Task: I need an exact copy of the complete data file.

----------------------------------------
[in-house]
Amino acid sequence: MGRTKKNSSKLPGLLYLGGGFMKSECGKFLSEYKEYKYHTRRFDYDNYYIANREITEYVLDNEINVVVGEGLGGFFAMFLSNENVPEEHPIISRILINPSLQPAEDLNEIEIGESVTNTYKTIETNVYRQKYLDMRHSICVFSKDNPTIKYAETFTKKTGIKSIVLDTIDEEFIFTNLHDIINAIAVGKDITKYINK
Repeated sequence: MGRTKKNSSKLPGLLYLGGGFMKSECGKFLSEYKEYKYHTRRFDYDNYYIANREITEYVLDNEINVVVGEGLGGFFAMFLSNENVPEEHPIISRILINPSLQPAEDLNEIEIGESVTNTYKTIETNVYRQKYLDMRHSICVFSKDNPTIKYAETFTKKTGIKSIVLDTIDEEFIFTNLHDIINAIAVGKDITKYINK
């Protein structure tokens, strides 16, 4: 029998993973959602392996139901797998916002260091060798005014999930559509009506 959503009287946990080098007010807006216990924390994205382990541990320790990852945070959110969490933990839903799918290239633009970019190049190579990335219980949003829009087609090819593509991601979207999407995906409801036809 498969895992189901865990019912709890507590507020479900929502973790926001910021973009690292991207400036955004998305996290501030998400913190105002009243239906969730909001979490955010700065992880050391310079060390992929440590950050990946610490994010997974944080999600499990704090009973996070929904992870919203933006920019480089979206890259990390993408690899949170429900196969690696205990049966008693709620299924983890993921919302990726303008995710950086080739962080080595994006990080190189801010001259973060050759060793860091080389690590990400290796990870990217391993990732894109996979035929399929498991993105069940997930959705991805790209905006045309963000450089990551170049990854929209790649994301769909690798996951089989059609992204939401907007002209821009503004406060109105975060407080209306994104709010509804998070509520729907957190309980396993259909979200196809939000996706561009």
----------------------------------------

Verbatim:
[in-house]
Amino acid sequence: MGRTKKNSSKLPGLLYLGGGFMKSECGKFLSEYKEYKYHTRRFDYDNYYIANREITEYVLDNEINVVVGEGLGGFFAMFLSNENVPEEHPIISRILINPSLQPAEDLNEIEIGESVTNTYKTIETNVYRQKYLDMRHSICVFSKDNPTIKYAETFTKKTGIKSIVLDTIDEEFIFTNLHDIINAIAVGKDITKYINK
Repeated sequence: MGRTKKNSSKLPGLLYLGGGFMKSECGKFLSEYKEYKYHTRRFDYDNYYIANREITEYVLDNEINVVVGEGLGGFFAMFLSNENVPEEHPIISRILINPSLQPAEDLNEIEIGESVTNTYKTIETNVYRQKYLDMRHSICVFSKDNPTIKYAETFTKKTGIKSIVLDTIDEEFIFTNLHDIINAIAVGKDITKYINK
């Protein structure tokens, strides 16, 4: 029998993973959602392996139901797998916002260091060798005014999930559509009506 959503009287946990080098007010807006216990924390994205382990541990320790990852945070959110969490933990839903799918290239633009970019190049190579990335219980949003829009087609090819593509991601979207999407995906409801036809 498969895992189901865990019912709890507590507020479900929502973790926001910021973009690292991207400036955004998305996290501030998400913190105002009243239906969730909001979490955010700065992880050391310079060390992929440590950050990946610490994010997974944080999600499990704090009973996070929904992870919203933006920019480089979206890259990390993408690899949170429900196969690696205990049966008693709620299924983890993921919302990726303008995710950086080739962080080595994006990080190189801010001259973060050759060793860091080389690590990400290796990870990217391993990732894109996979035929399929498991993105069940997930959705991805790209905006045309963000450089990551170049990854929209790649994301769909690798996951089989059609992204939401907007002209821009503004406060109105975060407080209306994104709010509804998070509520729907957190309980396993259909979200196809939000996706561009």